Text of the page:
The Ohio State University Alumni Association

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Caroline Karbowski and her team have distributed more than 1,400 3D models in 24 states and 16 countries.

A model for accessibility

An Ohio State senior and nonprofit leader empowers students who are blind or have low vision to make their own discoveries through 3D models.

In sixth grade, Caroline Karbowski taught herself Braille so she could read on car rides without getting dizzy. In high school, she learned how to use 3D printers to make tactile models so students who are blind or have low vision can make their own educational discoveries instead of relying on others.

These creations led to a high school project called See3D, which printed and distributed models around the Cincinnati area and displayed them at maker and tech shows.

Since arriving at Ohio State, Karbowski has grown See3D into a nonprofit organization, promoting accessibility in many ways, including through those 3D-printed models. Since 2017, her team has distributed more than 1,400 models in 24 states and 16 countries. They also offer themed model kits with Braille and large-print learning guides.

Karbowski’s most popular models? Human anatomy, welcoming students to learn, hands on, about the brain, inner ear and digestive system.

U.S. precipitation map

This model depicts average annual precipitation in the contiguous United States. Precipitation is represented in vertical scale: The taller the state, the more precipitation. States are identified in Braille.

U.S. precipitation map

Inner ear model

This model demonstrates how the cochlea (leftmost spiral) and the semicircular canals (three loops on the right) relate. The model allows students to feel which canal is behind the other and refers to a companion graphic for more information.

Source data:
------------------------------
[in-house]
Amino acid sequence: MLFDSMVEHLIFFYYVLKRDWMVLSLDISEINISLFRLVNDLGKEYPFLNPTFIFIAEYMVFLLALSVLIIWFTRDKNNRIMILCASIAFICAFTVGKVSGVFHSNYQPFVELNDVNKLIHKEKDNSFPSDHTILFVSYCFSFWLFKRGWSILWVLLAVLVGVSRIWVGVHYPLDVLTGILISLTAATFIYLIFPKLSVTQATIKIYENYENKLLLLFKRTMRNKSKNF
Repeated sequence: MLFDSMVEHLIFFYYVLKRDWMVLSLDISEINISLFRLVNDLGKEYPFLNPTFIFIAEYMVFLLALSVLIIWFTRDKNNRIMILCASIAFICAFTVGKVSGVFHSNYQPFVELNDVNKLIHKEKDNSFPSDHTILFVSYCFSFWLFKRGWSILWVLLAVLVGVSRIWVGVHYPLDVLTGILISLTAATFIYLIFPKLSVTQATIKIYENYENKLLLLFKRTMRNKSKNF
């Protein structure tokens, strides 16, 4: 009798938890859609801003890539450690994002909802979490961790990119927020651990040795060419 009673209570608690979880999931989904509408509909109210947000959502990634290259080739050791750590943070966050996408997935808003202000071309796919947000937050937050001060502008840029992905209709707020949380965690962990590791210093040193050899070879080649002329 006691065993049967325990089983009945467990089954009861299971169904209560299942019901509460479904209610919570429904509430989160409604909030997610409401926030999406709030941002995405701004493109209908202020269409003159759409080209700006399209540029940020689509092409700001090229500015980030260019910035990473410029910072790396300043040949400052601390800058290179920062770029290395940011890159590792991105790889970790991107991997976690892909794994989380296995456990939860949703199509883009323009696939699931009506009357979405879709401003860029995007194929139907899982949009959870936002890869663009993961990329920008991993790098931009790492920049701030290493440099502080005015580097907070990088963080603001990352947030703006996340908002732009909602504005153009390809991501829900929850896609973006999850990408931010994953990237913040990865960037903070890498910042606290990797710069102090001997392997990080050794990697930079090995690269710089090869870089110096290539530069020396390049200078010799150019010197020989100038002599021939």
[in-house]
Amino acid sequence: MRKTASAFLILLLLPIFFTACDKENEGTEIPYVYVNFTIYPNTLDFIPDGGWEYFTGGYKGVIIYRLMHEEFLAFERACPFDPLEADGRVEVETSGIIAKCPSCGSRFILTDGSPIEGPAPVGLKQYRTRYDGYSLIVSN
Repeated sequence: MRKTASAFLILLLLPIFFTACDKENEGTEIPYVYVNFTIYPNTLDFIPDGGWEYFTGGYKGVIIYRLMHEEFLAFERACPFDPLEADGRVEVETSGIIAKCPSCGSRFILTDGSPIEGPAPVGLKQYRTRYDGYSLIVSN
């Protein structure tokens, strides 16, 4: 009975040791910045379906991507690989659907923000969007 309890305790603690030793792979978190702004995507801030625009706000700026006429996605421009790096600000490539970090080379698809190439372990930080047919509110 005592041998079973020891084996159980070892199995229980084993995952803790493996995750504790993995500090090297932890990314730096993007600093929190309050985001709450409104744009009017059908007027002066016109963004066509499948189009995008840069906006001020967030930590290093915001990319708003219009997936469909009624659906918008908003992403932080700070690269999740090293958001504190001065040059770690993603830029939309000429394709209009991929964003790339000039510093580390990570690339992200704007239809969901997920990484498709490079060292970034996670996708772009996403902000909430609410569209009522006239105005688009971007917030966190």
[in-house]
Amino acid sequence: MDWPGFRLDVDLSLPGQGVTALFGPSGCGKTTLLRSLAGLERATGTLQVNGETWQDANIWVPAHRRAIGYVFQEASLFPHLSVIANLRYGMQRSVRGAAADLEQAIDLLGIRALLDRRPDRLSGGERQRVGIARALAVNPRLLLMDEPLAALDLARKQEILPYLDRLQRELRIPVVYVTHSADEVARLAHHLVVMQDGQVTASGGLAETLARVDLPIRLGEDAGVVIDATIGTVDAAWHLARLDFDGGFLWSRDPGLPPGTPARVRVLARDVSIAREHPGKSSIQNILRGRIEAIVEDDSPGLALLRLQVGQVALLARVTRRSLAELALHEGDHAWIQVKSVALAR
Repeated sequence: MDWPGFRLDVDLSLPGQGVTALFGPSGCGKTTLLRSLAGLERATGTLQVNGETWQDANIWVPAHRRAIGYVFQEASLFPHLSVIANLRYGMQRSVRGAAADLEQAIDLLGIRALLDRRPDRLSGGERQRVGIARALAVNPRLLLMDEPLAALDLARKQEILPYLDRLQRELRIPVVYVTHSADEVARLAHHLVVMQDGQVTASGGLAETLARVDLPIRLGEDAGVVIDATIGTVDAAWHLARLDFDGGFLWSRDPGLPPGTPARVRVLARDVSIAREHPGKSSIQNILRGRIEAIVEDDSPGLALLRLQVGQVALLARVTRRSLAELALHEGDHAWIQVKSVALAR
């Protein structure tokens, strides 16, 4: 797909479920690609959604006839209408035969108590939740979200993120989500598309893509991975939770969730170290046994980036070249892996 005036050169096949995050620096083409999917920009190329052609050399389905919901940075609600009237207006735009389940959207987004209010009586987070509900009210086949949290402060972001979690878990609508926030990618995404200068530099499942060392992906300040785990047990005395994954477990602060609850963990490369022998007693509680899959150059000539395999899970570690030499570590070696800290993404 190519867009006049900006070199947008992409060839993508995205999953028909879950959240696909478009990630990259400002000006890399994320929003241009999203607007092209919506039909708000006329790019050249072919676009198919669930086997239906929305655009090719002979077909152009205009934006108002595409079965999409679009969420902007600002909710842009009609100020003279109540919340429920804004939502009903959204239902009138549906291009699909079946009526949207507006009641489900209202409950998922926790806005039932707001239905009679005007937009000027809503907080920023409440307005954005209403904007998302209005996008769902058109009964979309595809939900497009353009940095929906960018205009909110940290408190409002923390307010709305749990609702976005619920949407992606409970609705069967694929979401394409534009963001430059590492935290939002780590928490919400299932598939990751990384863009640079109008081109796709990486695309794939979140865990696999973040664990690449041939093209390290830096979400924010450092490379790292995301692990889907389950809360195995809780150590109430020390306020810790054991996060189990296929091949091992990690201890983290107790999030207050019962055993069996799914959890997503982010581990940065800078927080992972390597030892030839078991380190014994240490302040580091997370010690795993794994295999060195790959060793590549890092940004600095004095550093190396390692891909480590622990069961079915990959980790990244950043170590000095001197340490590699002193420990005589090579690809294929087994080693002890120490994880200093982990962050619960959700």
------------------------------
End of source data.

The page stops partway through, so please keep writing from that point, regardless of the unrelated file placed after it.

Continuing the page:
Inner ear model

Northern Hemisphere constellation dome

This half-sphere dome offers raised dots representing stars arranged in their constellations. The bigger the dot, the brighter the star. Solid lines invite the user to trace a constellation’s shape. The left constellation is Taurus, and to its right is the Pleiades/Seven Sisters star cluster. Ursa Minor and Ursa Major (Little and Big Dippers) are to the right. Within Taurus is a textured circle representing a nebula, or star nursery.

Northern Hemisphere constellation dome

DNA double helix

DNA structure is a common biology topic starting in middle school. Understanding the structure of molecules and proteins is crucial because structure leads to function. This model displays the major and minor grooves in DNA, which are areas where other molecules can fit and interact.

DNA double helix

Explore the maker space

Learn about The Innovation Studio at Ohio State, a unique maker space that has helped Caroline Karbowski fund and sustain her organization. Housed in the College of Nursing, the studio is open to all students, faculty and staff and houses an array of prototyping tools, including 3D printers and laser cutters.

About the author

Portrait of author

Ross Bishoff

Ross Bishoff is a writer in University Marketing and Communications. He has more than 20 years of experience as a writer and editor in Gannett Newspapers and Freedom Communications. As a freelance writer, his stories have appeared in national magazines as well as Ohio-based newspapers and radio station websites.